Have you ever daydreamed about joining MI5? This British escape game involves teams taking down a top agent who has gone rogue by collecting evidence, pinpointing their location, and capturing them before they escape. When players join the virtual game, they’ll be greeted by a professional host who explains everything with plenty of humor. Teams get to solve a variety of puzzles, including visual, logic, and mathematical puzzles, to finish the game. In the end, everyone comes together again to see which team came first.
In this escape game quest, teams work to reveal the ingredients in a potion created by a hard-working witch who has lost her memory of the recipe after a spell cast by a dark wizard. Team members crack codes, solve puzzles, watch videos, and unlock the next steps of the adventure. You can pre-choose your teams or have them randomly assigned. At the end of the game, everyone comes back together again, and the winning team is announced.
Perfect for groups of four or more, this fun escape room challenge sees players stranded in a remote jungle beside mysterious temple ruins. The Game Guide is in the physical escape room with a live video feed. Players direct them and use their online dashboard to watch videos and keep track of all the items and clues they find. The host provides clues and instructions along the way.
This game, set in 1955, works in a similar way to Ruins: Forbidden Treasure, with players watching a live video feed from the Game Guide inside the physical escape room. The central character has been wrongfully sentenced to life in prison and ended up in a cell that belonged to an inmate who disappeared without a trace.
This game takes place after a zombie apocalypse, a nuclear accident that mutated the common cold, unleashing an undead epidemic. Society has been destroyed, and a few survivors are struggling to stay alive in the colonies. Players act as a team working to save the human race. They need to get to the polar research facility that has the cure before they’re eaten by zombies. Ideally, you want one device for the Zoom call and one to follow along on the live video feed on the website, plus a pen and paper to keep notes.
This Stephen King–inspired escape room game is perfect for remote teams who will go back in time to investigate the disappearance of kids in the small town of Lindale. Groups work together in a team, trying to beat other teams to escape faster. Players can explore the 360-degree room independently, as well as move objects and access the team’s shared inventory of props. It’s suitable for groups of 10 or more, so it could be a great game to play with friends, too.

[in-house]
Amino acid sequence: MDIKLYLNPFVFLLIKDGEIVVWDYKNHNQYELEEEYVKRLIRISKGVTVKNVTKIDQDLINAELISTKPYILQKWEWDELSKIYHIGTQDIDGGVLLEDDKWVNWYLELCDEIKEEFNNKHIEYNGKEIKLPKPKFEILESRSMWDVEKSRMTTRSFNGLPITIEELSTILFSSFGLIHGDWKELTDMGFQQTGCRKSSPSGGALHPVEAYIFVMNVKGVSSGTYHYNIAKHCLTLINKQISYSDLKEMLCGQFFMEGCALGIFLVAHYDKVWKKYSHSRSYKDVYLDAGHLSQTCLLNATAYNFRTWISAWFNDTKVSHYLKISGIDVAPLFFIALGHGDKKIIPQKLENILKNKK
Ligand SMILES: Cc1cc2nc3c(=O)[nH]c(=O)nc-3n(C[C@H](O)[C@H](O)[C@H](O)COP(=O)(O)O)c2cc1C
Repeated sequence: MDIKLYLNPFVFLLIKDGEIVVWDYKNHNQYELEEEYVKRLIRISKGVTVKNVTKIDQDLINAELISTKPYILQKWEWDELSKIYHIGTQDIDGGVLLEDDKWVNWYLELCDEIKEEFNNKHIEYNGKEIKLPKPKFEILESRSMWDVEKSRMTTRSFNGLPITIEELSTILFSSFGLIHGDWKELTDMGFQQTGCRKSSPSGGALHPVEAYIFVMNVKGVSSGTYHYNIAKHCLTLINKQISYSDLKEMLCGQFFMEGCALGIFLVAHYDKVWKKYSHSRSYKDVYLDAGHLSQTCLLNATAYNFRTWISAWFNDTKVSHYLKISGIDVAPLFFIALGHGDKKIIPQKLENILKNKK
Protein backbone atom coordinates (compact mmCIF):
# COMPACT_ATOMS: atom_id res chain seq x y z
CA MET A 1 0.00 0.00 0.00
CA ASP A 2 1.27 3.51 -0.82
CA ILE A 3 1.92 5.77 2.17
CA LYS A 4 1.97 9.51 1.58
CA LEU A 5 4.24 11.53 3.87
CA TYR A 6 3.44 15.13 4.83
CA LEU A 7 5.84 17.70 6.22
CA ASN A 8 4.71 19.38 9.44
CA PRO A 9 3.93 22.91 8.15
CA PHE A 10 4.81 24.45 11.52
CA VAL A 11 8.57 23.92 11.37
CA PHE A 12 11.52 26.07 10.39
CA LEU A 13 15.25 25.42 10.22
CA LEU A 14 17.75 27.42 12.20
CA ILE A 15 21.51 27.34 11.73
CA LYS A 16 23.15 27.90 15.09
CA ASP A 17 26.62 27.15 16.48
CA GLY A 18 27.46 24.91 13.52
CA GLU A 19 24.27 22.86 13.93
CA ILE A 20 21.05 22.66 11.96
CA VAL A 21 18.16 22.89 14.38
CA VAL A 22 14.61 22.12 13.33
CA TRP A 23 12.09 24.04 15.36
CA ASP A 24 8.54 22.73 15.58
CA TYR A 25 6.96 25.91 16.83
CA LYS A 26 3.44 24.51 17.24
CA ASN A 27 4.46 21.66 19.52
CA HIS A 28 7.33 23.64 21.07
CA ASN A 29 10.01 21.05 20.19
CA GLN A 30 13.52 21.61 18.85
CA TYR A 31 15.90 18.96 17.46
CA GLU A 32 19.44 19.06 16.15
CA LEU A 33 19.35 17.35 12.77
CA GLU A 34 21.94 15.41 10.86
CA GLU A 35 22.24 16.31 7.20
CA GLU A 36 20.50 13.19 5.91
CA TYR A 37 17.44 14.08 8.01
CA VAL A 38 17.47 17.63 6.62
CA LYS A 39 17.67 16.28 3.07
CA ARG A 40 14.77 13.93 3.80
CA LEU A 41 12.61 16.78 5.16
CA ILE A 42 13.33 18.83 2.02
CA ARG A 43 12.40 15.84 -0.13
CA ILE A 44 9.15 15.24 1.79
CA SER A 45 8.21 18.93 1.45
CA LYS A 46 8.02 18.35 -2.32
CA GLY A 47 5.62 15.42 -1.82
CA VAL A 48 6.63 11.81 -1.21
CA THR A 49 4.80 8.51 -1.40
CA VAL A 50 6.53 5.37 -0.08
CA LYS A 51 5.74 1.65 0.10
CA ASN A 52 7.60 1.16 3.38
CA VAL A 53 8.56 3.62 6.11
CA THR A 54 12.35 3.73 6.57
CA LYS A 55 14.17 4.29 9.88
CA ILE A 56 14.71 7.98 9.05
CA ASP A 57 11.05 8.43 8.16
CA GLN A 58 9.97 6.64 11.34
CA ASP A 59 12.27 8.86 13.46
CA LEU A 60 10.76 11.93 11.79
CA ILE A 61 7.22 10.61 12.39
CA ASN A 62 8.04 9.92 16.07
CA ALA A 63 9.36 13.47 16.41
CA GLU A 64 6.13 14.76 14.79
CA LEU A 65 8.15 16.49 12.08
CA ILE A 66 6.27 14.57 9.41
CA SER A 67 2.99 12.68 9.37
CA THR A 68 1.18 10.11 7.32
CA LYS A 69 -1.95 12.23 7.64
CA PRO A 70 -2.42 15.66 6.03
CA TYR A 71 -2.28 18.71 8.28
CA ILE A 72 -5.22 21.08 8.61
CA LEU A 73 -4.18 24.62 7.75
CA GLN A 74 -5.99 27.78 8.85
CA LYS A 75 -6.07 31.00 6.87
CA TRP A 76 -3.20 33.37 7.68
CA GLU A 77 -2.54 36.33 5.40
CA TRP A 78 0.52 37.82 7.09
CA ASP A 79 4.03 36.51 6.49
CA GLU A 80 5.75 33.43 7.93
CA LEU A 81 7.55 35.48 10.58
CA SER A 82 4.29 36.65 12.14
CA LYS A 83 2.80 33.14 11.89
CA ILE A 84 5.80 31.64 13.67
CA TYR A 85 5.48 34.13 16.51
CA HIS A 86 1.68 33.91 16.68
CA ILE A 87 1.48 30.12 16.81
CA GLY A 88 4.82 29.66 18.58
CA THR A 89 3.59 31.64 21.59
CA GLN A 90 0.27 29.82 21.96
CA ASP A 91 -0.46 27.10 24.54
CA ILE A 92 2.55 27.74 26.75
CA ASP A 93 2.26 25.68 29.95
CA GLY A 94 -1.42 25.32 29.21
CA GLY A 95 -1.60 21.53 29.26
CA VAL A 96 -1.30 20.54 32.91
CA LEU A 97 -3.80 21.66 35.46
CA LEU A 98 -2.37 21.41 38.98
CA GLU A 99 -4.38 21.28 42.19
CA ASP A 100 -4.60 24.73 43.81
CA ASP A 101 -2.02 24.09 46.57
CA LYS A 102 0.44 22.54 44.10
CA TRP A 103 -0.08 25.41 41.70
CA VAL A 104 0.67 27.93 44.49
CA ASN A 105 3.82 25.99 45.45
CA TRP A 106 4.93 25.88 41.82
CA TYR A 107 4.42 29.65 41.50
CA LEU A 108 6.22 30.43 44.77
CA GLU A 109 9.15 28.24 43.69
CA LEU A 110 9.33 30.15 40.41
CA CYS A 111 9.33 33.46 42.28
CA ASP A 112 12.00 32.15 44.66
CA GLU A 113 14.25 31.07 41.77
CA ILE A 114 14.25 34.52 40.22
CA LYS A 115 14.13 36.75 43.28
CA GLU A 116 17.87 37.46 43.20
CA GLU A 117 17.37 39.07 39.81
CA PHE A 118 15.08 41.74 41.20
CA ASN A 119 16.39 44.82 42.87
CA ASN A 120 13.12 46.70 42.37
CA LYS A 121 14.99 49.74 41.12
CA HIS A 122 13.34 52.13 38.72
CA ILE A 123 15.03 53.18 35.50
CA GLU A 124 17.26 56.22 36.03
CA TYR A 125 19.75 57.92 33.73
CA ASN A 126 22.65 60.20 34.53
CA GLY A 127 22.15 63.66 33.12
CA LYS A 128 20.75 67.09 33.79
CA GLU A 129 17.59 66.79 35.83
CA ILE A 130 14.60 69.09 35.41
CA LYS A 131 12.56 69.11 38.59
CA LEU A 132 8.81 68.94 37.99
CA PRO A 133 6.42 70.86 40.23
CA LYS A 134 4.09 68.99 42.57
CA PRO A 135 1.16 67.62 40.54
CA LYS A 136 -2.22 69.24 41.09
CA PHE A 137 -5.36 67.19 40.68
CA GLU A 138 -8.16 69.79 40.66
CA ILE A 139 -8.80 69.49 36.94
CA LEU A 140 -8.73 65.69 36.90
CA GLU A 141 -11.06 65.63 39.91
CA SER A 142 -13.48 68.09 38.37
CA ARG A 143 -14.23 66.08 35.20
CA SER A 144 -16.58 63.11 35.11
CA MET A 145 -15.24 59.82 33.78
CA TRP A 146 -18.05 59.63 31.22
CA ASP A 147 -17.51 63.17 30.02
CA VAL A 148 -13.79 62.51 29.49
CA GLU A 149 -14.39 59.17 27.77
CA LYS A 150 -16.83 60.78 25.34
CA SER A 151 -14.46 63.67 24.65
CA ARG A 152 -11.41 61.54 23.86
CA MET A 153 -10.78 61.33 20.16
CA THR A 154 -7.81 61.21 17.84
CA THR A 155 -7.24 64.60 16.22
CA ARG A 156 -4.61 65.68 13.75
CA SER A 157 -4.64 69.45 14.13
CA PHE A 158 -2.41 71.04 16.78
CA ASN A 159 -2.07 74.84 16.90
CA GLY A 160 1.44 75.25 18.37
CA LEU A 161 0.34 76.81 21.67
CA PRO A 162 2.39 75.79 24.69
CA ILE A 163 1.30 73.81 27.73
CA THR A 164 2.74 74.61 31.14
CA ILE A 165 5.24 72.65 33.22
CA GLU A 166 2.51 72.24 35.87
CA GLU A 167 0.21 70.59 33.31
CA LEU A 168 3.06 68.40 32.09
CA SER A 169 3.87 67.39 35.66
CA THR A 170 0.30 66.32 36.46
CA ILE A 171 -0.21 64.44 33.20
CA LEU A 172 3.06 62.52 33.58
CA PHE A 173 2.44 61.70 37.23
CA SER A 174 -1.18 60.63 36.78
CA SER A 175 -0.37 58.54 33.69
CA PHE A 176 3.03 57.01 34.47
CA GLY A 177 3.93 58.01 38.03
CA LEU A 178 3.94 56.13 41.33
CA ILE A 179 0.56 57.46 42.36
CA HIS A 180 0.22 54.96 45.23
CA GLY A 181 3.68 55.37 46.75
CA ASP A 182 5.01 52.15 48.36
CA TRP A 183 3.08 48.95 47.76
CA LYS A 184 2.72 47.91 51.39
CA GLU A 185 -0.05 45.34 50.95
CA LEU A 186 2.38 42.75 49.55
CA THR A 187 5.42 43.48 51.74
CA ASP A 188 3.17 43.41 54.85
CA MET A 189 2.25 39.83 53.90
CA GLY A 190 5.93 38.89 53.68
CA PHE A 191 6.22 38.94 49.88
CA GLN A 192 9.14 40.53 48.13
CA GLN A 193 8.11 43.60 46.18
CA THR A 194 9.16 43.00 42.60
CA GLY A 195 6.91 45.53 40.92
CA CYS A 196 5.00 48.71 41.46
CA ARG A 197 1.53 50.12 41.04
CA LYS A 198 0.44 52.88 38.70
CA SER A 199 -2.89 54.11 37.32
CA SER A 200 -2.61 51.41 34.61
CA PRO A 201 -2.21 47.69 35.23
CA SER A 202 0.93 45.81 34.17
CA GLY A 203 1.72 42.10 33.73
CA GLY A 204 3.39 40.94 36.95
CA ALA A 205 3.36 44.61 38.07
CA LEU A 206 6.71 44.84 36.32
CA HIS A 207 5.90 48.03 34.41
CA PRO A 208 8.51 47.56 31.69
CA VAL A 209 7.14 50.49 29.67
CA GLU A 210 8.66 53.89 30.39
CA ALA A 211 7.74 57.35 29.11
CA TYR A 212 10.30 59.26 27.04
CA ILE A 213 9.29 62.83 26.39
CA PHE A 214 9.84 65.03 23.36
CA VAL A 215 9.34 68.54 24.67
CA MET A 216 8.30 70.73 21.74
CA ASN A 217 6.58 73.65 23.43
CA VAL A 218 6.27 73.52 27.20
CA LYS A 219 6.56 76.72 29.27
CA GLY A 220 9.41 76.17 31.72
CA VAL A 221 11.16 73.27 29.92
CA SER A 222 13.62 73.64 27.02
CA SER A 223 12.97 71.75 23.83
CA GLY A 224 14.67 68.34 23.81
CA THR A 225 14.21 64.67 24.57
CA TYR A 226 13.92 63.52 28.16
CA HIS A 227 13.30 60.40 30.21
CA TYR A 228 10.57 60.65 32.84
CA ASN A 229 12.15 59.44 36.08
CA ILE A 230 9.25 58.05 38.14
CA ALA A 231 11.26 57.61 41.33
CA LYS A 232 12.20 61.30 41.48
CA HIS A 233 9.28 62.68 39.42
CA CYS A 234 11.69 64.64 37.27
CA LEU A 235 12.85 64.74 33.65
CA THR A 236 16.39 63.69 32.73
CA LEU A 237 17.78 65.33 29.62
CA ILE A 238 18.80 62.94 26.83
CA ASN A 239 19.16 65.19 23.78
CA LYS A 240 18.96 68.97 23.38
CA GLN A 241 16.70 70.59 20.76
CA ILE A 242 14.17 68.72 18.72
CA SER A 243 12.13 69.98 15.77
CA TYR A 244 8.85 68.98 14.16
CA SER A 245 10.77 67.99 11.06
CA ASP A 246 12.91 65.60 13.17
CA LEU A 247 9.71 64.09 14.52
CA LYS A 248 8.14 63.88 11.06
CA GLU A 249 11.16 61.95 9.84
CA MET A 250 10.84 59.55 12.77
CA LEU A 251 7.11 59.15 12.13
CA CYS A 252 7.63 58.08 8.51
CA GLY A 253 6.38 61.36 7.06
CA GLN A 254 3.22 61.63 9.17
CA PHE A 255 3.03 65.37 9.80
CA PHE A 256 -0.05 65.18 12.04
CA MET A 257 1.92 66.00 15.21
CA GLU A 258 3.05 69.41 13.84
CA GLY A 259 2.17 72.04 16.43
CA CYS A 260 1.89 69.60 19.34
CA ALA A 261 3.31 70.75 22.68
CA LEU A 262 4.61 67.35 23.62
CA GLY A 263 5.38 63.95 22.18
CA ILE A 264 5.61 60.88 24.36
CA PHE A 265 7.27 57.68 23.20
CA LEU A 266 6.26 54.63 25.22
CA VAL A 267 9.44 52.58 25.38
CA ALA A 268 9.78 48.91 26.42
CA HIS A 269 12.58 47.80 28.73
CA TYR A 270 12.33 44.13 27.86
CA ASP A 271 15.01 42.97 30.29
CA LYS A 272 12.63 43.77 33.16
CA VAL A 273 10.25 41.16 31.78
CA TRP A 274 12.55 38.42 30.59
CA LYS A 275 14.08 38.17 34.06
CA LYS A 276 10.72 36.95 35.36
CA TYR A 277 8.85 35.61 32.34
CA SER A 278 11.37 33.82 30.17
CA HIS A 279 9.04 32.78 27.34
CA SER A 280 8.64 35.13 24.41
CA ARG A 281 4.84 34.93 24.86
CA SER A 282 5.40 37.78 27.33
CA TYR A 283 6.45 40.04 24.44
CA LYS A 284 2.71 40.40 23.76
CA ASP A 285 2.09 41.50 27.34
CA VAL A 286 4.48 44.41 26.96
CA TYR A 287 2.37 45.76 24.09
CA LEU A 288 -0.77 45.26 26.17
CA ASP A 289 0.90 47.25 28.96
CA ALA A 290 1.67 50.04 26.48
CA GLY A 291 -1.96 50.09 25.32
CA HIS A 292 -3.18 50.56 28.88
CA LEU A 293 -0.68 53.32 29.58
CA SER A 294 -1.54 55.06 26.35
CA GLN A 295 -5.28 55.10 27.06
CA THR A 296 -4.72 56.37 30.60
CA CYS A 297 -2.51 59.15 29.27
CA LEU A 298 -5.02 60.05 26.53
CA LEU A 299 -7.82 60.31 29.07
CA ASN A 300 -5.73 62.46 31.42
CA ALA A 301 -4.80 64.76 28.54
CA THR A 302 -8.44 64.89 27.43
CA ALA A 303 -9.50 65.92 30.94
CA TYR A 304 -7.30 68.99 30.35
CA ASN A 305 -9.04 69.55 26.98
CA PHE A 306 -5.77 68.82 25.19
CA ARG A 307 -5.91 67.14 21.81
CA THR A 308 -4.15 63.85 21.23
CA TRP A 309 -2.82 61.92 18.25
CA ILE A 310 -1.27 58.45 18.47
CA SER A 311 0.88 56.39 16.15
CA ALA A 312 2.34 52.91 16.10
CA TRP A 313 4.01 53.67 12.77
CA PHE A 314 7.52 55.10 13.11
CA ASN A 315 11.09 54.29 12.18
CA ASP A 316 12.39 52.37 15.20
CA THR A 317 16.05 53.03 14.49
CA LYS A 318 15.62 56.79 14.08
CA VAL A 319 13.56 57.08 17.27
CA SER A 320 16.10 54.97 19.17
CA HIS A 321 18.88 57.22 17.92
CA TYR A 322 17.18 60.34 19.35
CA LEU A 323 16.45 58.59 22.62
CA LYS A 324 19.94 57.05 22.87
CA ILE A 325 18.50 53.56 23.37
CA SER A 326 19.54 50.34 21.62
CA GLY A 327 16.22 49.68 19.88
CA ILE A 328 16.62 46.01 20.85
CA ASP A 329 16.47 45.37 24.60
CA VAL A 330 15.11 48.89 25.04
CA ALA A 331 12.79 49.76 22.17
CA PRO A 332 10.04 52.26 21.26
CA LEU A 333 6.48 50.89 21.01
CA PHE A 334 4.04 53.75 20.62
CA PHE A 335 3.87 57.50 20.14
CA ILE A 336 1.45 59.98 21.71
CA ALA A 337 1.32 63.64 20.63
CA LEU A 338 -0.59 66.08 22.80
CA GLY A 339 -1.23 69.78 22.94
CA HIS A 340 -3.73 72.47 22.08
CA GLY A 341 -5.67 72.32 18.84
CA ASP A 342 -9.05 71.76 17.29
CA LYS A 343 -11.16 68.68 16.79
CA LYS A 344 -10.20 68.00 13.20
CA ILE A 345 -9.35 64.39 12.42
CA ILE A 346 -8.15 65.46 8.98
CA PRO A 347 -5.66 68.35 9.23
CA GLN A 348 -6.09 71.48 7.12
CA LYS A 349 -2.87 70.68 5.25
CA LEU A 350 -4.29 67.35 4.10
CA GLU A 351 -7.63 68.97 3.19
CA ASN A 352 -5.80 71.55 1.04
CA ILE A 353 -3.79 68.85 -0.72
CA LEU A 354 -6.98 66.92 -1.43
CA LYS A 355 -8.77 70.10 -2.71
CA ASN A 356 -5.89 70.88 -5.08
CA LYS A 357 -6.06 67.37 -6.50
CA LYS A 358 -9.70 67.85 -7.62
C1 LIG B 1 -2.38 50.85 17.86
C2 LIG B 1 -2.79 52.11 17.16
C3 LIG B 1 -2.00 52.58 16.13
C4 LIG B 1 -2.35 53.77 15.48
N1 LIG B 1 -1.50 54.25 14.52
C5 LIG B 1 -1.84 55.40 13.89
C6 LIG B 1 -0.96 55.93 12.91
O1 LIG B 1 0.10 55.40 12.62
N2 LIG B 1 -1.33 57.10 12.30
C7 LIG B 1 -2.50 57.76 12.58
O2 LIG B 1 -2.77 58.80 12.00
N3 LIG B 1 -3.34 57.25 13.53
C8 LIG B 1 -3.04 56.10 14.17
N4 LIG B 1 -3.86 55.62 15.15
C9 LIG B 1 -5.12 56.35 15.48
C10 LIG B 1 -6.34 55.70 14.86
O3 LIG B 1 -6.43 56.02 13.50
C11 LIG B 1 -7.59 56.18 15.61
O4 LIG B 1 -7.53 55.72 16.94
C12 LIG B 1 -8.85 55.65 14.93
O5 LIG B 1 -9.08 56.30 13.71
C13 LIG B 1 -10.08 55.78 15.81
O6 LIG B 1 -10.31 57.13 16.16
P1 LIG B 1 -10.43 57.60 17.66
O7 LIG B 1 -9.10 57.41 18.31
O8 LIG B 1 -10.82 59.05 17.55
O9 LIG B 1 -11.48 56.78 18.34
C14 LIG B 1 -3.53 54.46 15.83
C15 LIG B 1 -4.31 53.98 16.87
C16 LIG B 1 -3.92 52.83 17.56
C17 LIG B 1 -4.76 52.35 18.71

Guided by an eccentric Maze Master, your group will explore four themed adventure zones — Aztec, Industrial, Medieval, and Futuristic — with four games in each. It’s suitable for six or more participants; larger groups will be split into teams (you can decide on the teams beforehand, but you’ll need to provide the team list before the event). After the four rounds, the group comes together to debrief and hear who has won. If you want a virtual game night that pushes your team to think outside the box, this is a great option.
This customizable puzzle game has lots of different components, with your group playing as a team of detectives trying to free a client (the host) who is locked in a room. Escape the Zoom can be customized to your company (e.g., using your logo or product) so it’s a great game for company retreats, team-building days, and team celebrations. If you’ve got more than 10 players, the host will split your group into teams (five to 10 people) to work with individual facilitators.
This escape game, set in 1990, has your team solving puzzles to stop rogue scientist Dr. Humphreys before his dangerous genetic experiments go too far. As players solve puzzles and explore the game, they’ll trigger videos that give mission updates and reward the players’ progress. You’ll need 15 or more participants, so this is a great virtual game night option for mid-sized or larger teams.
This fun murder mystery is all about puzzles, starting with a mysterious scenario in which the owner of a local board game store has been murdered. Your group members are expert puzzle-solvers, trying to track down a murderer who clearly loves to play games. In small teams, players tackle up to 10 mini-games based on classic games but with a fun twist. You’ll need about 75 minutes for this escape room, making it easy to fit into your virtual game night.
Tried a few escape room games and looking for something a little different for your virtual game night? This game from Project Avatar is a cross between an escape room, a video game, and live theater. Players need to help the in-game hero, Avatar, in real-time in a real-world place with the game itself taking place over Zoom. Rather than trying to escape, the team is aiming to get the maximum points during their mission. Packed with fun Easter eggs and run by a presenter and the actor playing Avatar, this event is unique and sure to impress.
Are you a Potterhead? This virtual escape room, run through Google Forms, is perfect for all “Harry Potter” fans, starting you off as a first-year who has just been sorted into your house. You can play it on your own or with friends, and it’s completely free, so it’s a great option for a low-key virtual game night with friends who enjoy answering trivia questions and solving puzzles. You don’t necessarily need a lot of knowledge of the books or movies to play.